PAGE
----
BGE reboots smart grid proposal: Utility files request for rehearing, addresses regulators' concerns
Jul 13, 2010 (The Capital - McClatchy-Tribune Information Services via COMTEX) --
Baltimore Gas and Electric Co. hasn't given up the fight for its smart grid program just yet.
In a filing with the Maryland Public Service Commission yesterday, the utility asked state regulators to rehear its proposal on a new technology that would change the way consumers monitor their energy use.
The request follows the rejection of the $800 million plan last month, when commissioners criticized the proposal's financial risk placed on customers rather than shareholders and the ambiguity of cost-savings in the short term.
BGE, a subsidiary of Constellation Energy Group, has a lot riding on the decision. Denial of the project would result in the company losing a $200 million stimulus grant from the U.S. Department of Energy to install the two million new "smart meters" in the company's territory.
The devices would communicate live digital information between the utility and its customers, safeguarding the electric grid from threats of brownouts and blackouts. Their implementation would also allow the company to reward ratepayers with bill credits for reducing use during periods of peak demand.
The company was one of six utilities nationwide to receive the federal grant on the basis of a smart grid proposal.
But time is running short for the utility to seal the deal, so company officials hope the commission will re-examine the case quickly.
A federal contracting officer told the utility that the department will make a final decision on the grant by July 30.
"We are at the mercy of the Public Service Commission," said Jim Connaughton, Constellation's executive vice president of corporate affairs.
In the filing, BGE representatives spelled out responses to many of the questions raised in the commission's ruling and revised some of the proposal to address its concerns.
One concession BGE officials made was in eliminating their request for mandatory time-of-use rates. In this second draft, time-of-use rates would be optional.
The filing also addressed the commissioners' concern about a tracker surcharge system, a fee that would appear on customers' monthly gas and electric bills, intended to recover the costs of the initiative far in advance of any benefits to customers.
BGE's revised proposal offers a hybrid approach to cost recovery, by which 25 percent of expenses would be recovered with the surcharge and 75 percent of total costs would be financed through traditional rate hikes.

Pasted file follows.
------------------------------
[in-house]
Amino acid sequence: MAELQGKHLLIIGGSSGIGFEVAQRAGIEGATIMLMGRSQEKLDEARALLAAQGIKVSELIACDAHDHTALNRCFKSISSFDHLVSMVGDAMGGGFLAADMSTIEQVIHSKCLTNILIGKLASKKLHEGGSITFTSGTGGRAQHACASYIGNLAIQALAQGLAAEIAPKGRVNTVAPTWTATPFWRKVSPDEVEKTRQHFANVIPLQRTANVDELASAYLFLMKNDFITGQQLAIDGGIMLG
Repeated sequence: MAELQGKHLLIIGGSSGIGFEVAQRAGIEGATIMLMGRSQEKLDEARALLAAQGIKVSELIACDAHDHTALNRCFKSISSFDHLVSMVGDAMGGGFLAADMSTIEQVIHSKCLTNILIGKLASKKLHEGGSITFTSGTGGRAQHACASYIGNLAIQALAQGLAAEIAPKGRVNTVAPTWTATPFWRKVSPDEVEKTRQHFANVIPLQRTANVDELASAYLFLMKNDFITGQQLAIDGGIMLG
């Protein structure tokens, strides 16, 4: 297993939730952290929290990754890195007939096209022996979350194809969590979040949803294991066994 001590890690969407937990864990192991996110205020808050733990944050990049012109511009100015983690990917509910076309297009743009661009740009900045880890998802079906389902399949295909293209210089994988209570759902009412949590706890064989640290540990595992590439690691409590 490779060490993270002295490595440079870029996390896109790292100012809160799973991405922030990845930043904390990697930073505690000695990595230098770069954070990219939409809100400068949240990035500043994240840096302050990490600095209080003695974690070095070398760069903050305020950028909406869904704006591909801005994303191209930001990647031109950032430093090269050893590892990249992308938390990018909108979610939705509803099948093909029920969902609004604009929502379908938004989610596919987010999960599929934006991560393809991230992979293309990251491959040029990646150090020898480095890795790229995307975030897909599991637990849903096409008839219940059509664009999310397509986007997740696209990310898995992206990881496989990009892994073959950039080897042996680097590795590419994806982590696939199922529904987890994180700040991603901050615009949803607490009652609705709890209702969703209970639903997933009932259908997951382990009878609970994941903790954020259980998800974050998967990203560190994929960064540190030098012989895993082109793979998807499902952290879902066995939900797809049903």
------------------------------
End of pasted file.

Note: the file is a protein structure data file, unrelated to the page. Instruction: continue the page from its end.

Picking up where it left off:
"We're only going to use the surcharge for a few years, and then it's going to stop -- it'll only be in effect for about four years," said Mark Case, BGE's senior vice president of strategy and regulatory affairs.
Case said the company has also worked to more closely align tangible benefits with the surcharge. The charges, which would begin in January, would be followed by the launch of a web portal in October 2011 that would provide more timely information on a customer's usage.
The information would be current within a 24-hour to 48-hour range and could be accessed with smart phones and other mobile devices.
Although some might question whether the expression "real-time" could be applied to day-old data, Connaughton said the advancement puts consumers many steps ahead of where they are today, receiving only 60-day old information about their usage.
"That's almost like looking through the wrong end of the telescope .... " he said. "Real-time is icing on the cake."
BGE officials said the commission's concerns about costs and benefits were largely based on "misunderstandings."
Company officials estimate that the new technology will create an average savings of $100 per year for their customers.
Utility executives said they believe many concerns over whether the smart grid plan will reap those benefits could be alleviated with a semiannual review process with the commission and routine oversight.
Copyright (C) Capital Gazette Communications, Inc., 2010.
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